Home > Uncategorized > New Statesman – Return of the natives

New Statesman – Return of the natives

Although Avatar’s narrative is supposed to take place in one and the same “real” reality, we are dealing – at the level of the underlying symbolic economy – with two realities: the ordinary world of imperialist colonialism on the one hand, and a fantasy world, populated by aborigines who live in an incestuous link with nature, on the other. (The latter should not be confused with the miserable reality of actual exploited peoples.) The end of the film should be read as the hero fully migrating from reality into the fantasy world…

It is interesting to imagine a sequel to Avatar in which, after a couple of years (or, rather, months) of bliss, the hero starts to feel a weird discontent and to miss the corrupted human universe…

The utopia imagined in Avatar follows the Hollywood formula for producing a couple – the long tradition of a resigned white hero who has to go among the savages to find a proper sexual partner…

Beneath the story of a love affair, Titanic tells another story, that of a spoiled high-society girl with an identity crisis: she is confused, doesn’t know what to do with herself, and DiCaprio, much more than just her love partner, is a kind of “vanishing mediator” whose function is to restore her sense of identity and purpose in life. His last words before he disappears into the freezing North Atlantic are not the words of a departing lover, but the message of a preacher, telling her to be honest and faithful to herself…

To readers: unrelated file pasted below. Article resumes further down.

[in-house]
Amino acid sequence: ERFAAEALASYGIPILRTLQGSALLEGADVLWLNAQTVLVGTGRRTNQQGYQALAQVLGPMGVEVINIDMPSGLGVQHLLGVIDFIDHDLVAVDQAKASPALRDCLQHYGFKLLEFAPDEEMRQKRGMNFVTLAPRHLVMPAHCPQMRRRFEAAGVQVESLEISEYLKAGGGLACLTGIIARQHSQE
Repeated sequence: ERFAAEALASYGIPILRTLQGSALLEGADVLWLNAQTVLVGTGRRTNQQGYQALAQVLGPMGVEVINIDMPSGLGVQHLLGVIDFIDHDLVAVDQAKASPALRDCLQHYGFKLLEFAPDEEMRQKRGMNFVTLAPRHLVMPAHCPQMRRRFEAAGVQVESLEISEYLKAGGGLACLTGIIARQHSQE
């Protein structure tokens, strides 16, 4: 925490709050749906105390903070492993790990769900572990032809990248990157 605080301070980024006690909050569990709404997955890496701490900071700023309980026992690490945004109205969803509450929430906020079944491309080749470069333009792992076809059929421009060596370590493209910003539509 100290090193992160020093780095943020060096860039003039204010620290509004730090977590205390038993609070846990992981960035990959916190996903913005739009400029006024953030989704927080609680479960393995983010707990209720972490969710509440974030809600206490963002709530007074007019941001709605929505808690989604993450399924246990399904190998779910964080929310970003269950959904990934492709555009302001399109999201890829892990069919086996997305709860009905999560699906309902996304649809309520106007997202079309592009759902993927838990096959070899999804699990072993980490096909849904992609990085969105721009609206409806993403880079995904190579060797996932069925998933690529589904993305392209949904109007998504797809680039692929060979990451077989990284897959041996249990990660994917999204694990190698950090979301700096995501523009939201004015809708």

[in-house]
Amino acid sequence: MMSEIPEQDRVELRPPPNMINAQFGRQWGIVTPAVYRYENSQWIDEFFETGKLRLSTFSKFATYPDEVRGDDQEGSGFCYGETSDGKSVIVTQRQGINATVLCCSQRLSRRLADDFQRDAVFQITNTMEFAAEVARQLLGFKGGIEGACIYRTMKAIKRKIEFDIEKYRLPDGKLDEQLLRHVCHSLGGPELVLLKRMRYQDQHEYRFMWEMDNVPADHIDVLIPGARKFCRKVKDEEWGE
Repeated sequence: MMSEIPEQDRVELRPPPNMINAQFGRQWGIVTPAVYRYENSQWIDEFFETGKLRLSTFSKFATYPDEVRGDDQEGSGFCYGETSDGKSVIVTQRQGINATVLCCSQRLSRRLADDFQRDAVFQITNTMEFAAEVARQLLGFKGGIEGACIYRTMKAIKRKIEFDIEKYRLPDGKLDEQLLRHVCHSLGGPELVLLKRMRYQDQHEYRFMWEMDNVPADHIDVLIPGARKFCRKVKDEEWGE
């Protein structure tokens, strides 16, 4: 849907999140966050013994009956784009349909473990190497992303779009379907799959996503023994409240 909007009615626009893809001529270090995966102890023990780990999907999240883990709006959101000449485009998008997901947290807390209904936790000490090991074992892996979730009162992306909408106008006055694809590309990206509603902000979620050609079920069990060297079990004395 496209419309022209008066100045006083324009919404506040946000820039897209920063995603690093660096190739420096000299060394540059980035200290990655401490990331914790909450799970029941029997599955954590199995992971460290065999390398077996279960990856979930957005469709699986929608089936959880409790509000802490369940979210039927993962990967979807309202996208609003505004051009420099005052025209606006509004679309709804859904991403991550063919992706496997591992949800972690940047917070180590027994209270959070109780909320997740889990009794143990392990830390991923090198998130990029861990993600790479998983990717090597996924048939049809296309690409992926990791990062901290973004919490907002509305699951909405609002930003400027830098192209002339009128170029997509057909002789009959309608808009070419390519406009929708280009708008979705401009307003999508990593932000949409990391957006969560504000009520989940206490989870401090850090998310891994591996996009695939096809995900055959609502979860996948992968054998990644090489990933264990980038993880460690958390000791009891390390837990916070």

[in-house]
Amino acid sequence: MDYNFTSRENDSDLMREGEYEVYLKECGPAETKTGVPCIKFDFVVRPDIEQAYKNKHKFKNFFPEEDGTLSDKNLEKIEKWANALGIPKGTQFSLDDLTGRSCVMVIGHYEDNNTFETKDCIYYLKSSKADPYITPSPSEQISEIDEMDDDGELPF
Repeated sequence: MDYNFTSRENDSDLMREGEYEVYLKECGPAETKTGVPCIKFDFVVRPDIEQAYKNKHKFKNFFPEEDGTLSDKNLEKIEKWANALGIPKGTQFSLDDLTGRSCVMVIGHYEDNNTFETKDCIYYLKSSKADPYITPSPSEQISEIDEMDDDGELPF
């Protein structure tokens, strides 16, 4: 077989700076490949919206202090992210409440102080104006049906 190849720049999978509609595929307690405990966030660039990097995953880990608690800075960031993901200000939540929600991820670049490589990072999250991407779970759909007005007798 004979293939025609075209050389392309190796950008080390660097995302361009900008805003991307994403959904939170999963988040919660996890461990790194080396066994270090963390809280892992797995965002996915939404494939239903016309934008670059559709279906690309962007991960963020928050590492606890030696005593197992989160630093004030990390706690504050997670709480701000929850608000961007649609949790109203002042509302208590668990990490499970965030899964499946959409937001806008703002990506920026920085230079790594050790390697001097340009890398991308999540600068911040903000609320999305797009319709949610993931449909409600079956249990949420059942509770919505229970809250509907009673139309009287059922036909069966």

Cameron’s superficial Hollywood Marxism… should not deceive us. Beneath this sympathy for the poor lies a reactionary myth, first fully deployed by Rudyard Kipling’s Captains Courageous. It concerns a young rich person in crisis who gets his (or her) vitality estored through brief intimate contact with the full-blooded life of the poor. What lurks behind the compassion for the poor is their vampiric exploitation.

The film teaches us that the only choice the aborigines have is to be saved by the human beings or to be destroyed by them. In other words, they can choose either to be the victim of imperialist reality, or to play their allotted role in the white man’s fantasy…

The film enables us to practise a typical ideological division: sympathising with the idealised aborigines while rejecting their actual struggle. The same people who enjoy the film and admire its aboriginal rebels would in all probability turn away in horror from the Naxalites, dismissing them as murderous terrorists. The true avatar is thus Avatar itself – the film substituting for reality.

via New Statesman – Return of the natives. (Slavoj Zizek)

Advertisements
Categories: Uncategorized
  1. No comments yet.
  1. No trackbacks yet.

Leave a Reply

Fill in your details below or click an icon to log in:

WordPress.com Logo

You are commenting using your WordPress.com account. Log Out / Change )

Twitter picture

You are commenting using your Twitter account. Log Out / Change )

Facebook photo

You are commenting using your Facebook account. Log Out / Change )

Google+ photo

You are commenting using your Google+ account. Log Out / Change )

Connecting to %s

%d bloggers like this: